The Bible also echoes a similar message: ‘……An eye for an eye……..but I say to you…. Whosoever smite thee on thy right cheek, turn to him also the other’ (Matthew 5:38-39). And: “A gentle answer turns away wrath, but a harsh word stirs up anger” (PROVERBS 15:1) 

Yes we all suffer from this occasionally, that’s fair enough, some days are just worse than others and we need to take a break and just ‘chill’. But we should not become too comfortable with the laid back style because laziness can become a regular habit and we can fall into that downward spiral to a slovenly lifestyle.

When this happens we get into what I have coined as the Kgantile’ syndrome, when nothing becomes urgent and everything can wait till tomorrow. This often leads to the avoidance of physical or our spiritual duties and obligations.  

In Islam the performance of the obligatory five times daily prayers brings into the lives of Muslims the process of disciplining the mind towards ‘time keeping’ because of the specified timings of the prayers. These prayers are offered at varying times because most are linked to timings of sunrise and sunset – this subconsciously sets up the mind into the mode of time keeping.

Prophet Muhamad (PBUH) said that we should offer this prayer: ‘O Allah! I seek refuge with You from worry and grief, from incapacity and laziness, from cowardice and miserliness…….’

“The way of the slothful is blocked with thorns, but the path of the upright is a highway” (Proverbs 15:19) â€¨

Lust is to have an intense desire or need for something but often we translate it to mean the desire to satisfy our carnal instincts. To lust for something is just like greed and it includes the desire to have status, fame, recognition, wealth and a whole host of worldly wishes including to satisfy our ‘fleshy’ carnal desires.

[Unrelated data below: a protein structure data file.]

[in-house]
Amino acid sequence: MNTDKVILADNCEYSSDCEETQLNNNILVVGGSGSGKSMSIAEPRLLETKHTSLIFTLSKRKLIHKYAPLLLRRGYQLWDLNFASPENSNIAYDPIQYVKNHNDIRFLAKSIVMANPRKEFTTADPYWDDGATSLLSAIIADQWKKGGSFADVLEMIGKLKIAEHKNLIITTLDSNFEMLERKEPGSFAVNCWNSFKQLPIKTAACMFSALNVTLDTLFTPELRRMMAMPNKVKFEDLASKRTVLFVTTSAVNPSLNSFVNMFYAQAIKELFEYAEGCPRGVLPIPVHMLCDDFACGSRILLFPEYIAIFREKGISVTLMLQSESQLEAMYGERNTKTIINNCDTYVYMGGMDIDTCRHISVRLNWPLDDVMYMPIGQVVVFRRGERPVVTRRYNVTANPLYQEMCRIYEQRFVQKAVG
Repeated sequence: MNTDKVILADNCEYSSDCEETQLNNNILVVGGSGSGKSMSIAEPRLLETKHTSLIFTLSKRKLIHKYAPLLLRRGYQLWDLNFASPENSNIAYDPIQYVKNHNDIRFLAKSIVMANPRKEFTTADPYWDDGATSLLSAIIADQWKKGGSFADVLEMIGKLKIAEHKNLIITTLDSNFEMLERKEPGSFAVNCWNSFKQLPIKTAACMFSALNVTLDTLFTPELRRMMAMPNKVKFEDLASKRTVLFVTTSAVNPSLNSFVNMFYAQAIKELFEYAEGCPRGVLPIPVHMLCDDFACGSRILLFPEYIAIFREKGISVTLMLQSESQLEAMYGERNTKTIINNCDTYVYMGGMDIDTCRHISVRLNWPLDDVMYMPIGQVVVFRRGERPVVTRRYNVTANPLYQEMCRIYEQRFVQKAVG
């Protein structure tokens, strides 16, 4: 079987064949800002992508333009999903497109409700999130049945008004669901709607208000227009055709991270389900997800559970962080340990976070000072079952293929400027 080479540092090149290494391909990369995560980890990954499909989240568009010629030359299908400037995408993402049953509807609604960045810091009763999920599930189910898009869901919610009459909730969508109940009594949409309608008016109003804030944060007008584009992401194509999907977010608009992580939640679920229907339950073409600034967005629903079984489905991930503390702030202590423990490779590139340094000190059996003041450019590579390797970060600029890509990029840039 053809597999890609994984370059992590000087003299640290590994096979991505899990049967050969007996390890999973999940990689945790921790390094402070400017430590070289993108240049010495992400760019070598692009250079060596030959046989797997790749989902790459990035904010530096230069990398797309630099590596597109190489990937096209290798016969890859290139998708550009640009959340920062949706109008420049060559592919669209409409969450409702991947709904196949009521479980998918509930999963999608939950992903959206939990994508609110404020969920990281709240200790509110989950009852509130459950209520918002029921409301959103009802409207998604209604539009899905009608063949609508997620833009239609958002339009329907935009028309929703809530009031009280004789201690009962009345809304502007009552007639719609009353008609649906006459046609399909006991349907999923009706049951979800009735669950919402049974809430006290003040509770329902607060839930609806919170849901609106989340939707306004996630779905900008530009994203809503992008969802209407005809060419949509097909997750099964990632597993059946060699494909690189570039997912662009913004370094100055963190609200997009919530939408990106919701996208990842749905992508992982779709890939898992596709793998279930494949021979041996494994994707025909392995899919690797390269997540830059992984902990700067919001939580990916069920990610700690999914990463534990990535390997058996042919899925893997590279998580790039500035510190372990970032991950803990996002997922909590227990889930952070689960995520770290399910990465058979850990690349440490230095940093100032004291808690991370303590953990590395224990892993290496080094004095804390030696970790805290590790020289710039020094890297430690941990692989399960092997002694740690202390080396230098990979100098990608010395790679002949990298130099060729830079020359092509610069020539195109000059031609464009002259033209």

Unfortunately when we lust for something the desire can become so intense that we tend to throw caution to the winds and can and will do things that are uncommon to our nature. ‘Know that they only follow their own lusts; and who is more astray than one who follows his own lusts, devoid of guidance from Allah?  (Quran 28:50).  ‘…..nor follow the lusts of your heart, for they will mislead you from the path of Allah’. (Quran 38:26). ‘Say to the believing men that they should lower their gaze and guard their modesty’. (Quran 24:30)

The Bible echoes similar advice: “But I tell you that anyone who looks at a woman lustfully has already committed adultery with her in his heart” (Matthew 5:28).

The so-called Seven Deadly Sins are not the only bad traits that we all have in one way or the other, tucked away within ourselves. But they are the ones that we can easily identify if we are honest with ourselves, once done, only then can we work on them to change our outlook in life. Remember that ‘life does not get better by chance, it gets better by change’.

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Export Processing Zones: How to Get SEZA to Sizzle

23rd September 2020
Export Processing Zone (EPZ) factory in Kenya

In 2005, the Business & Economic Advisory Council (BEAC) pitched the idea of the establishment of Special Economic Zones (SEZs) to the Mogae Administration.

It took five years before the SEZ policy was formulated, another five years before the relevant law was enacted, and a full three years before the Special Economic Zones Authority (SEZA) became operational.